If, like me, you see that the Novus Ordo has fundamental flaws which were intentionally designed to reduce the expression of the Catholic Faith in the liturgy, and promote a vague Protestant notion, then you would see what I think it has "to offer". This is the only substantial difference between the rites, and I fail to see how the traditional liturgy of the Church could be "enriched" by watering down it's expression of Catholic doctrine and promoting changes that allow for a Protestantized view of the liturgy.

The rest is all accidental, and nothing that wasn't proposed before the Novus Ordo even existed.

Vernacular is accidental, and was allowed in parts of the rites well before 1969. Versus Populum is nothing new, and, apparently, not to be desired, so that's not an "enriching" point. The new "Offertory" is clearly substantially worse, if it could even be considered an offertory. New prefaces or Mass Propers have been added for centuries, and are an accidental part of the rite itself. The expanded use of the laity in the liturgy is not really new, and about as liturgically proper as Versus Populum worship. The Propers have changed over the years, as has the calendar, and these are not substantial parts of the rites either. The new EPs have been shown to be on shaky historical footing.

Strip all that away, and other accidental things and you're left with nothing which could truly "enrich" the traditional rite.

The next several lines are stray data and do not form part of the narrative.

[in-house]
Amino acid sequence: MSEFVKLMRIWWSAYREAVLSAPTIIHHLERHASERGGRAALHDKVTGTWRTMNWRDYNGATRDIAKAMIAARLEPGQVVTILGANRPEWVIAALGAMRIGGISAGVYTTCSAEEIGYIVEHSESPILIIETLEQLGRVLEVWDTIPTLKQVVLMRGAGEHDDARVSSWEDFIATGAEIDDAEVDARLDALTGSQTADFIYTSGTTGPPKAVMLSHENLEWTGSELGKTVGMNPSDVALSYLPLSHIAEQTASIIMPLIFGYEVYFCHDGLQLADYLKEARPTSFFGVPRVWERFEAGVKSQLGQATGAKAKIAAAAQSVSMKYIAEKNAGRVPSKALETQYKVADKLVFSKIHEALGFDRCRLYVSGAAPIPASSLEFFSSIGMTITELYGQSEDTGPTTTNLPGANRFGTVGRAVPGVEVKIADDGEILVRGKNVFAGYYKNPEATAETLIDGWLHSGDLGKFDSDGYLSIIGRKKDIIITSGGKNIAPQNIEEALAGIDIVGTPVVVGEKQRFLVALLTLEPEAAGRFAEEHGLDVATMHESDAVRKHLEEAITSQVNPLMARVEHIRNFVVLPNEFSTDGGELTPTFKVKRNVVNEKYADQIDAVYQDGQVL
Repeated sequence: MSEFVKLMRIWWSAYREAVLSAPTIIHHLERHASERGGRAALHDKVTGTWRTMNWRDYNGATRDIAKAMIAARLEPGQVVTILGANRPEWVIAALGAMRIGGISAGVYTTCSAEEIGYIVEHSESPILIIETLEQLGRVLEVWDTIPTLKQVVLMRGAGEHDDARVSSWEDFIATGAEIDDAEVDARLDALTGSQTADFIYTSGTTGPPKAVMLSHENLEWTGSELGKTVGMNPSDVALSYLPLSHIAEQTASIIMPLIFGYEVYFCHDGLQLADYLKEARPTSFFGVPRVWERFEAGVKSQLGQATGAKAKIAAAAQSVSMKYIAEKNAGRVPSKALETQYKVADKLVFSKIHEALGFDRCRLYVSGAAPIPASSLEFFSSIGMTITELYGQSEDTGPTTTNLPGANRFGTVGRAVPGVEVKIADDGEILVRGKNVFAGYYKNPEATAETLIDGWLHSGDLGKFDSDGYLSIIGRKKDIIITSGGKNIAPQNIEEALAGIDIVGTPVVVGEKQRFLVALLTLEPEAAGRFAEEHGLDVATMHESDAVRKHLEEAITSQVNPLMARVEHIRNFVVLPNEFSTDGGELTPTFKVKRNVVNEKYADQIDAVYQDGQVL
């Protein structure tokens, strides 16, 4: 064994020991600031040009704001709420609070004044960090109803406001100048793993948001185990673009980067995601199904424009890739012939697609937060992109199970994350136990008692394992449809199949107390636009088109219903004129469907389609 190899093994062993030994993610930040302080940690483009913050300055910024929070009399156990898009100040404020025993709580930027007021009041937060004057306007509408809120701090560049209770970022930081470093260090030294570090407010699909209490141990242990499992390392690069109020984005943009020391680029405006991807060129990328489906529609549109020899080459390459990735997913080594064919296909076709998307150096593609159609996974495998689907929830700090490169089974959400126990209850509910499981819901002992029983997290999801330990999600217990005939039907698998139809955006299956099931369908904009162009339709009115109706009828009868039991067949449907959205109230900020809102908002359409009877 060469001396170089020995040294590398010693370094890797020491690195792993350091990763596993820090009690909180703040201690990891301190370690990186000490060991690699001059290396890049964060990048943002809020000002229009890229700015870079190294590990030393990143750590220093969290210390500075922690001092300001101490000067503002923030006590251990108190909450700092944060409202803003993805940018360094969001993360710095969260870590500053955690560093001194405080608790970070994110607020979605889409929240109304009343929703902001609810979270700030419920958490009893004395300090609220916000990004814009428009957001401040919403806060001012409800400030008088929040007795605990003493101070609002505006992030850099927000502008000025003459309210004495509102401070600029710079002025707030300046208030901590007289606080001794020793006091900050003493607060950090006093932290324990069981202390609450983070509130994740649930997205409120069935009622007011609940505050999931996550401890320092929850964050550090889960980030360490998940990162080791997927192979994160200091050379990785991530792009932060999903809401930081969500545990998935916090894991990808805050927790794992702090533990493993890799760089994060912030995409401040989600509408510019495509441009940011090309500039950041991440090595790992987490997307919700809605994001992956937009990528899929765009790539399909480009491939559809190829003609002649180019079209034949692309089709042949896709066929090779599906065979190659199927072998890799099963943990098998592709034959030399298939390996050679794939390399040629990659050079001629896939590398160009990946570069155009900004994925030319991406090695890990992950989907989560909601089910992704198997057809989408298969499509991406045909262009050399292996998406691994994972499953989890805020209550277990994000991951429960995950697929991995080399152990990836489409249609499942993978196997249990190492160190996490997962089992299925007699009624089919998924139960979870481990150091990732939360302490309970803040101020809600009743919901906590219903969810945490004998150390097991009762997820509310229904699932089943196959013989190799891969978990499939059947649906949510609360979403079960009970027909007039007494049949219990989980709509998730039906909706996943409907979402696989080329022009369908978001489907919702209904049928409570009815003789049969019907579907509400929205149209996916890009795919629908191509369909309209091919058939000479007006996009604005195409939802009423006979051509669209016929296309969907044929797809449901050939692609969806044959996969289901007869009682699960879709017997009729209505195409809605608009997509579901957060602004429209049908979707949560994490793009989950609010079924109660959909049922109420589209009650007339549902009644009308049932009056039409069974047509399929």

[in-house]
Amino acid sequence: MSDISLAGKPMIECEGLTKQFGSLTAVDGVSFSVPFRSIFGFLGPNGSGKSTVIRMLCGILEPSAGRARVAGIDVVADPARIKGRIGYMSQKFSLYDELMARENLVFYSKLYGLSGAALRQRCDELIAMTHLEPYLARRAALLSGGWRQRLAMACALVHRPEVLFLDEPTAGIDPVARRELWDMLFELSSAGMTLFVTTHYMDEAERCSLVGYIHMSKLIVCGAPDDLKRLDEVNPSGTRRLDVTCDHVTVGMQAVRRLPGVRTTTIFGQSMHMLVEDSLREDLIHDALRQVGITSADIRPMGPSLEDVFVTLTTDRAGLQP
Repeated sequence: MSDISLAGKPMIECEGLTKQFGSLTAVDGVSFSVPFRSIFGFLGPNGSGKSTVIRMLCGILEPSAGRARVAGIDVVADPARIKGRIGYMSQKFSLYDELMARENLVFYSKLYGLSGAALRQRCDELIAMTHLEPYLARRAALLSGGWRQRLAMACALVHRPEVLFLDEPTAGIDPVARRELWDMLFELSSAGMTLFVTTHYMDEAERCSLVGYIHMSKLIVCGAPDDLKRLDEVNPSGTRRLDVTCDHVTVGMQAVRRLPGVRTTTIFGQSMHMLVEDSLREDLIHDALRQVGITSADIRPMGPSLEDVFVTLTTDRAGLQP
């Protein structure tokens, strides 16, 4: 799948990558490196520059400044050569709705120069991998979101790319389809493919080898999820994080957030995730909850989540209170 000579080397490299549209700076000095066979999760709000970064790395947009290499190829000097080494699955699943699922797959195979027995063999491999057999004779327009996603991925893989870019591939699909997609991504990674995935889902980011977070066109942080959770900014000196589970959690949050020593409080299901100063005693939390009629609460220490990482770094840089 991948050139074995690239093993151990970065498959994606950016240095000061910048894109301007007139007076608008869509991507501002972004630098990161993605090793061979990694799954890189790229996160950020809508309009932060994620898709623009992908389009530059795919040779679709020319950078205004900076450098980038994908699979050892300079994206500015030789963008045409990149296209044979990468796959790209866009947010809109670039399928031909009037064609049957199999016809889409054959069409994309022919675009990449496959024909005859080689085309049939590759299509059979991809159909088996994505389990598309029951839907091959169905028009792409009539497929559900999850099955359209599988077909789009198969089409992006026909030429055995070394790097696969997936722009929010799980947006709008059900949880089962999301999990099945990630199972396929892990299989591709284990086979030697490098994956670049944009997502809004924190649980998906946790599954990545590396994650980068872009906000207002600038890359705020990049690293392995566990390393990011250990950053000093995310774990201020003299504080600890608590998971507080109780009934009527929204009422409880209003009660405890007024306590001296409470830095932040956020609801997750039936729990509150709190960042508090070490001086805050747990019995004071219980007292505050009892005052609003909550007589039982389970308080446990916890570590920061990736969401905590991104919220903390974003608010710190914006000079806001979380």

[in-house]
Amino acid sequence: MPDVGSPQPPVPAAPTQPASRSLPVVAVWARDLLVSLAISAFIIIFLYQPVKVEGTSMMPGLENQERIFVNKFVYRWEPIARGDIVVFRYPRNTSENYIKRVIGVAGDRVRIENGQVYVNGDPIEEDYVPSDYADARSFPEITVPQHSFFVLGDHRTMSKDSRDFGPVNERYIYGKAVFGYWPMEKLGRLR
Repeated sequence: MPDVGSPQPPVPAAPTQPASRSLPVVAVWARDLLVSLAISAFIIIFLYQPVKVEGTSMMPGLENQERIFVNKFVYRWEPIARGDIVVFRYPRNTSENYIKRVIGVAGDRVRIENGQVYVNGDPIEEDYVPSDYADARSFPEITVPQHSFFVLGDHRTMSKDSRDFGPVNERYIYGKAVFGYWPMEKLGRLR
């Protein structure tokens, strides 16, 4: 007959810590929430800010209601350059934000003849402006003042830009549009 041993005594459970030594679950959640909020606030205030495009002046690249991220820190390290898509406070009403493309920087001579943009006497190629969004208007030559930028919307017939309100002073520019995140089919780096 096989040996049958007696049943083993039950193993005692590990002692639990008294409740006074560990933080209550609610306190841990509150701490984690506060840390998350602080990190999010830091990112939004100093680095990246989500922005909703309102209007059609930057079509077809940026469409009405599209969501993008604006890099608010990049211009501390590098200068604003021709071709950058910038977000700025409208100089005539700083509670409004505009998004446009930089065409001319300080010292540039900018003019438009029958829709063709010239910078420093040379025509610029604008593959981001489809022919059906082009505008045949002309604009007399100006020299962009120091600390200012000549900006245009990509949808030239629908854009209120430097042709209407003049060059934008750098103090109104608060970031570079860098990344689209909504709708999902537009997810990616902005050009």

And if it's only accidentals that are being modified in the traditional rite, then it's nothing that hasn't been happening since the first days of the Church. Organic changes in the liturgy happened a great deal before Trent, but even after Trent through legitimate customs developing. But then it's silly to call such changes "hybrids" or suggest that the Novus Ordo is "enriching" the traditional rite any more than we would say that painting our house the same color we saw on HGTV is hybridizing our house with the one on the tube.

When you put things the way you do it makes sense, to distinguish between the essential and accidental elements of a given rite.  I would agree with you the the old rite in every way is better in terms of essentials than the old, but I can't help but think that the authorities of the Church must have thought otherwise and changed things.  Its hard for me to imagine the the Catholic Church could so thoroughly deconstruct it's patrimony and enshrine the cut and paste job put in its place into its very lifeblood for half a century, and than decide to just scrap it and go back to the way things were before.

Everything has changed to fit with the ideas enshrined in the documents of  Vatican II and the New Mass. Millions upon millions of people around the world have accepted the new stuff, from the last several popes ( if in fact they are true popes at all) to the lowliest parish priest in the far flung hinterlands of some mission parish in Africa. The Roman Catholic Church cannot possibly return fully to the old Mass without rolling back the clock on the way it presents itself to the world in almost every way. The old triumphalism is gone. It's not coming back, or if it is there is no way I can personally see how, without further destroying the credibility of the Church or perhaps vindicating sedevacantism .

Perhaps it's sloppy to refer to the new and the old cross fertilizing as a " hybrid", but somehow I think that the most likely possibility of the future Roman liturgy will be the Mass of Paul VI with a few elements taken from the older liturgy, perhaps only accidentals. I think the three year Lectionary is here to stay, as is the abundance of lay participation and probably all 4 Eucharistic prayers. I just cannot possibly see how it could be otherwise.